5 Ways to Prevent Teens from Drunk Driving
You want your teen to be confident and adventurous, but those same virtues can lead them to take some inappropriate risks. Drinking and driving are one of the leading causes of teen injury and death. Teens who drink and drive, or accept rides from those who do, are putting themselves in serious danger.
You can’t watch your teen all the time, but you can take some steps to discourage or prevent them from drinking and driving. The following five methods can help prevent tragedy.
Communicate Your Expectations
Your teens may be becoming more independent, but they still look to you for direction. You need to communicate what you expect from them and turn those expectations into a conversation. Help them understand why you take drinking and driving so seriously.
This is a conversation that you should be prepared for, so be willing to provide statistics, recent news stories and other information that can help to explain why this matters so much to you. Arm them with the facts that will make them better decision makers, and don’t automatically assume that they already have the information that they need.
Establish Clear Rules and Consequences
In order to cement your expectations, create clear rules that you enforce consistently. Make sure that your rules include situations such as…
- drinking in general
- driving while drinking
- accepting rides from friends who are drinking
- Any lies related to the other activities
For each of these rules, have clear consequences in place. For example, any teen who drinks while driving should lose driving privileges immediately, and lose them for an appropriate amount of time for the consequences to sink in.
Even without interference from the law, you can choose to have an interlock device installed in your cars. It will ensure absolutely that the vehicle cannot be used by a drunk driver. You can call Alco Alert Interlock for more information about interlock devices in California.
Keep your Alcohol Completely Out of Reach
In order for teens to get drunk and drive, they first need access to alcohol in the first place. Don’t make it easy for them to get any you have at your home. If you can keep it out of the home, do that. Otherwise, make sure that it is securely locked up and that only you have access to the key.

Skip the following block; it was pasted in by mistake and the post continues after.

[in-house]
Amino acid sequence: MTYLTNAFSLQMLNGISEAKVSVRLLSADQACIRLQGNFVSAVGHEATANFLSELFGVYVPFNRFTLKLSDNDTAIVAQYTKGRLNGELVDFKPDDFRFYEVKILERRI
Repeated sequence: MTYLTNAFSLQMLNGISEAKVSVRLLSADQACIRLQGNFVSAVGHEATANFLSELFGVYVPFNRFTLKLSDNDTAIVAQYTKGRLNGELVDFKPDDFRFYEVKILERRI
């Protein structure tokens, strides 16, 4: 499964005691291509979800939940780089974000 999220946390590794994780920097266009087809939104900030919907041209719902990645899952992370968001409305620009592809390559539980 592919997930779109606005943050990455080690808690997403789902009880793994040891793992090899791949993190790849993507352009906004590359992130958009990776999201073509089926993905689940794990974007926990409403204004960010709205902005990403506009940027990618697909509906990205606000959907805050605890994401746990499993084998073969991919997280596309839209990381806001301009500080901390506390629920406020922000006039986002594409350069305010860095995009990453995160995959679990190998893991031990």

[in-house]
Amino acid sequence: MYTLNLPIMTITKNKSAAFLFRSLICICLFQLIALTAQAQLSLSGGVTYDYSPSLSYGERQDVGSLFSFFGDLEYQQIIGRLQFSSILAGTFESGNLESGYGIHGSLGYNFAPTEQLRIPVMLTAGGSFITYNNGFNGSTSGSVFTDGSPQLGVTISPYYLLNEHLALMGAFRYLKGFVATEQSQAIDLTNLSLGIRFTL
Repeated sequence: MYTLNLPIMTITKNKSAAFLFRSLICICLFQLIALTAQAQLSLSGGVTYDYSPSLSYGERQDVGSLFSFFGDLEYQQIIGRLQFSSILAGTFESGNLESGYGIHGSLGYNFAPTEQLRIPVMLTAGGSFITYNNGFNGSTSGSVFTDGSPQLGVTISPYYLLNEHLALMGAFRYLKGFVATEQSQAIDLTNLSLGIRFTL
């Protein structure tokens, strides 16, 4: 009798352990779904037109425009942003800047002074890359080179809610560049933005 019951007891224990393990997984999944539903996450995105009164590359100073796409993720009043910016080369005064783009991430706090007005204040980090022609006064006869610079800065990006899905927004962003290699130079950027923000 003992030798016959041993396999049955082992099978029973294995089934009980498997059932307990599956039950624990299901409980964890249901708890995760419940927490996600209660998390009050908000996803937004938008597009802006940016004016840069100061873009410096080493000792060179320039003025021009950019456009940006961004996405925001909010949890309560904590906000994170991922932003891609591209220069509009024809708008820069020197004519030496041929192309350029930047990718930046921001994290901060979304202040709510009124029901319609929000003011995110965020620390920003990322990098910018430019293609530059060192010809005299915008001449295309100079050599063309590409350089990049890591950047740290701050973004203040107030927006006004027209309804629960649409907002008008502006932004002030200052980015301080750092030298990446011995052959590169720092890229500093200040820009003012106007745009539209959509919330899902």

It is easy for adults to forget how clever and consistent young people are. Don’t assume that they don’t know where the key is hidden just because you’ve never seen them with it. Keep your key somewhere secure, like in a wallet or purse that you carry with you. Don’t use a combination lock if you’re going to write the combination down anywhere.
Offer a Path Out of Dangerous Situations that Allows them to Save Face
One of the biggest reasons that teens don’t pull away from dangerous situations is a fear of embarrassment. They don’t want to be seen as cowardly to their friends, so make sure that your teens have a way out that will save them face.
For example, give them a code word that they can use that will let you know they want to be picked up without their friends seeing them. They can say they’re going to a different friends house or out to pick up supplies, and then meet you a couple of blocks away.
There should not be punishments when teens are willing to work with you in good faith to avoid getting caught drinking.
Work with Other Parents
Work with the other parents in your teen’s circle of friends to help enforce all the other rules. Make sure that everyone is keeping their alcohol locked up, and doesn’t allow unsupervised consumption in their homes.